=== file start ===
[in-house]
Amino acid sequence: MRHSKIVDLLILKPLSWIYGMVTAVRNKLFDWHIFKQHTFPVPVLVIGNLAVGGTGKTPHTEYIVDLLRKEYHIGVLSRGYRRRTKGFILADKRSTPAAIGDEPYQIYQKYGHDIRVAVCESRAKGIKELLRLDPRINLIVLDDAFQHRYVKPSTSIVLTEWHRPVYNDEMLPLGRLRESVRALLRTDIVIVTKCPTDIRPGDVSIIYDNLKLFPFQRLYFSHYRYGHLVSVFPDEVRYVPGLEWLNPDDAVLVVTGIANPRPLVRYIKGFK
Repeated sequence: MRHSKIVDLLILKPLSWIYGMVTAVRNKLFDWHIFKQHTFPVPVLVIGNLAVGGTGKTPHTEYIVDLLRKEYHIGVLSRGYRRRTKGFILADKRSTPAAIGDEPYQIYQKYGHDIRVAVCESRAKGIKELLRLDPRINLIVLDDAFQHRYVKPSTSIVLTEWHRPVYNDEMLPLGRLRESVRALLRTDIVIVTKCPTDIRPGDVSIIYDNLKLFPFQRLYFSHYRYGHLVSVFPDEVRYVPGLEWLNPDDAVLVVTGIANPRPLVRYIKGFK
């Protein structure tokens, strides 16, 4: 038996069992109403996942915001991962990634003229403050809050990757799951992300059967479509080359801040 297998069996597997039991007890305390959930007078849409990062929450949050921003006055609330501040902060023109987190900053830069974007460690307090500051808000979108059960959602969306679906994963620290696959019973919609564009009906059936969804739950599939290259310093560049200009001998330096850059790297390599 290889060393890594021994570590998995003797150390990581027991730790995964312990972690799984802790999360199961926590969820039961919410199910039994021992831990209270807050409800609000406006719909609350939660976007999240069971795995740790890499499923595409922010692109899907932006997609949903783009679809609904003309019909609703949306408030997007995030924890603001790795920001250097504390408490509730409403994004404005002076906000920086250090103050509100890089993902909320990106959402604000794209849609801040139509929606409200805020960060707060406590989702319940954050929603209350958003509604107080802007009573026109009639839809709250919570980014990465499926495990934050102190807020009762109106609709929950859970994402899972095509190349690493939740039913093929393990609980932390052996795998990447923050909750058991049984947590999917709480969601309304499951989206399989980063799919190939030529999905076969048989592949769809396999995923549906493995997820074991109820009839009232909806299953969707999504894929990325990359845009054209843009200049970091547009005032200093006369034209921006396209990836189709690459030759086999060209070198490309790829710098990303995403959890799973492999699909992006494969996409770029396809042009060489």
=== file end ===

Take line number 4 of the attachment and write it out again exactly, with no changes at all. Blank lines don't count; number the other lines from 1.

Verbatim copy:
């Protein structure tokens, strides 16, 4: 038996069992109403996942915001991962990634003229403050809050990757799951992300059967479509080359801040 297998069996597997039991007890305390959930007078849409990062929450949050921003006055609330501040902060023109987190900053830069974007460690307090500051808000979108059960959602969306679906994963620290696959019973919609564009009906059936969804739950599939290259310093560049200009001998330096850059790297390599 290889060393890594021994570590998995003797150390990581027991730790995964312990972690799984802790999360199961926590969820039961919410199910039994021992831990209270807050409800609000406006719909609350939660976007999240069971795995740790890499499923595409922010692109899907932006997609949903783009679809609904003309019909609703949306408030997007995030924890603001790795920001250097504390408490509730409403994004404005002076906000920086250090103050509100890089993902909320990106959402604000794209849609801040139509929606409200805020960060707060406590989702319940954050929603209350958003509604107080802007009573026109009639839809709250919570980014990465499926495990934050102190807020009762109106609709929950859970994402899972095509190349690493939740039913093929393990609980932390052996795998990447923050909750058991049984947590999917709480969601309304499951989206399989980063799919190939030529999905076969048989592949769809396999995923549906493995997820074991109820009839009232909806299953969707999504894929990325990359845009054209843009200049970091547009005032200093006369034209921006396209990836189709690459030759086999060209070198490309790829710098990303995403959890799973492999699909992006494969996409770029396809042009060489």